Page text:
Rajeev Alur, Thomas A. Henzinger and Orna Kupferman
Journal of the ACM 49(5), 2002, pages 672-713
Used by the Cassting project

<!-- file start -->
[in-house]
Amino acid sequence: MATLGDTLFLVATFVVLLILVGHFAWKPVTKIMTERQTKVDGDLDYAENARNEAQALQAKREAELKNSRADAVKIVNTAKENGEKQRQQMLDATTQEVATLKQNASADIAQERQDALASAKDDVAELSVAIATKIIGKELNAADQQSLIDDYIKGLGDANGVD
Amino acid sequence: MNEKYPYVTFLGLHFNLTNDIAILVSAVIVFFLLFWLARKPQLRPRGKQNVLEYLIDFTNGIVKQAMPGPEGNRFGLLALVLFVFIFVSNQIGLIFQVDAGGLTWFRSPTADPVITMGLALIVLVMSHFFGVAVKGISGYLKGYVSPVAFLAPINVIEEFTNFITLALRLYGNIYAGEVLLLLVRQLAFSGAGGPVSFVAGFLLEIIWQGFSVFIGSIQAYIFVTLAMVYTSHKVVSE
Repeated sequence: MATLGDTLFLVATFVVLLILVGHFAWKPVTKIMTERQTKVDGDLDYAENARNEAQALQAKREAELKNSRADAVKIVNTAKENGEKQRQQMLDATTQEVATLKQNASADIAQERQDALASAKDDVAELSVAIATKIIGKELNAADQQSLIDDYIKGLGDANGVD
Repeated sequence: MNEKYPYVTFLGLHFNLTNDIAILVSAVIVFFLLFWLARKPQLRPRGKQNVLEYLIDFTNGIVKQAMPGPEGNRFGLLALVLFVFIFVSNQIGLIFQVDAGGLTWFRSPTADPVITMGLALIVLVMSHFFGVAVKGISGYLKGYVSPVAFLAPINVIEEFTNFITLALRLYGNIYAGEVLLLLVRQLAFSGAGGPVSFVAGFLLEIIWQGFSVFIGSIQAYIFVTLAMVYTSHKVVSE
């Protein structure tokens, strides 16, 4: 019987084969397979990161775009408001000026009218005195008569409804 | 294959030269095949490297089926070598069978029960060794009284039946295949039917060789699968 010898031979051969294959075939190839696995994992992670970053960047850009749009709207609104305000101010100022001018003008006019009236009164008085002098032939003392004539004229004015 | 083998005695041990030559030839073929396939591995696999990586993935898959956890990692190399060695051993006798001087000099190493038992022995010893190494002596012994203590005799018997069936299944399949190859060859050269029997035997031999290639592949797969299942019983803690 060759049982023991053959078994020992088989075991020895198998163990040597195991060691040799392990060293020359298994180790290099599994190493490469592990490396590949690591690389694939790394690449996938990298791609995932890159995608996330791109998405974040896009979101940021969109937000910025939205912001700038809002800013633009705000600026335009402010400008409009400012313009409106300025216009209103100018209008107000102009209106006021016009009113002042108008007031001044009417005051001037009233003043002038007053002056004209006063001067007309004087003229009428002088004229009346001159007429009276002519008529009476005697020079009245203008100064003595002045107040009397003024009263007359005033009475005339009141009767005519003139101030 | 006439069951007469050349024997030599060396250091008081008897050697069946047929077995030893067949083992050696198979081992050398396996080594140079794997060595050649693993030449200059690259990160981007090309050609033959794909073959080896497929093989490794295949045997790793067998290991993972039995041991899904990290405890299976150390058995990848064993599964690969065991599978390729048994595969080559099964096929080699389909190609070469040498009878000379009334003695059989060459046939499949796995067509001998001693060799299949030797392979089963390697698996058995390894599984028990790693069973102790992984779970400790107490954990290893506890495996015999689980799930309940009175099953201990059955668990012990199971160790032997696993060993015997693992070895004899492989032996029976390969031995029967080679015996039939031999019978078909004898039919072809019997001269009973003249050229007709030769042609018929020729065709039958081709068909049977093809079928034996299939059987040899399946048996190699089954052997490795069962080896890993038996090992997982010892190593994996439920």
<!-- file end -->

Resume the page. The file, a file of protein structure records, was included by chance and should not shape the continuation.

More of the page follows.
Temporal logics are a very powerful formalism for expressing properties to be checked in a computerized system. They usually come in two varieties: linear-time temporal logic assumes implicit universal quantification over all paths that are generated by the execution of a system; branching-time temporal logic allows explicit existential and universal quantification over all paths. This paper introduces a third, more general variety of temporal logic: alternating-time temporal logic offers selective quantification over those paths that are possible outcomes of games, such as the game in which the system and the environment alternate moves. While linear-time and branching-time logics are natural specification languages for closed systems, alternating-time logics are natural specification languages for open systems. For example, by preceding the temporal operators with a selective path quantifier, one can specify in ATL that in the game between the system and the environment, the system has a strategy to achieve a certain goal. The problems of receptiveness, realizability, and controllability can be formulated as model-checking problems for alternating-time formulas. Model-checking ATL is linear in the size of the game structure and in the length of the formula.